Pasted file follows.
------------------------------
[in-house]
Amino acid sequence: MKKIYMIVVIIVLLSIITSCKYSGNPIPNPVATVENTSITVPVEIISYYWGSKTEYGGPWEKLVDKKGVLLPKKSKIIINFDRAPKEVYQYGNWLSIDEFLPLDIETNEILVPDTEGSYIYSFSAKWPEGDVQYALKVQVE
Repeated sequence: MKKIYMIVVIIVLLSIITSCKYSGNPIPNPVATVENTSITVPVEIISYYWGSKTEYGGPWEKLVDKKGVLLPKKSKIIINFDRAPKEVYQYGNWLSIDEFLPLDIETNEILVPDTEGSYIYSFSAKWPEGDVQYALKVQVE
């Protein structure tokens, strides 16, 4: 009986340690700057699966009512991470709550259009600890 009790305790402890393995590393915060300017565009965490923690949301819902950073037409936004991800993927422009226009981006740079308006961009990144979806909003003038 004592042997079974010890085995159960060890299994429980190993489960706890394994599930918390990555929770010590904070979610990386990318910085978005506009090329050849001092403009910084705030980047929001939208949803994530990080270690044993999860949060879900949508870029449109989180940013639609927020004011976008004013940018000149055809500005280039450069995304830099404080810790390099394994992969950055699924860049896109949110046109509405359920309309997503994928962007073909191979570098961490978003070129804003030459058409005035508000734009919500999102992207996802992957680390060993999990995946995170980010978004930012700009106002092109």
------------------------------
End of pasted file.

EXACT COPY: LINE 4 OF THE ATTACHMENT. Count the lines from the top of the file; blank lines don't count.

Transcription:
């Protein structure tokens, strides 16, 4: 009986340690700057699966009512991470709550259009600890 009790305790402890393995590393915060300017565009965490923690949301819902950073037409936004991800993927422009226009981006740079308006961009990144979806909003003038 004592042997079974010890085995159960060890299994429980190993489960706890394994599930918390990555929770010590904070979610990386990318910085978005506009090329050849001092403009910084705030980047929001939208949803994530990080270690044993999860949060879900949508870029449109989180940013639609927020004011976008004013940018000149055809500005280039450069995304830099404080810790390099394994992969950055699924860049896109949110046109509405359920309309997503994928962007073909191979570098961490978003070129804003030459058409005035508000734009919500999102992207996802992957680390060993999990995946995170980010978004930012700009106002092109």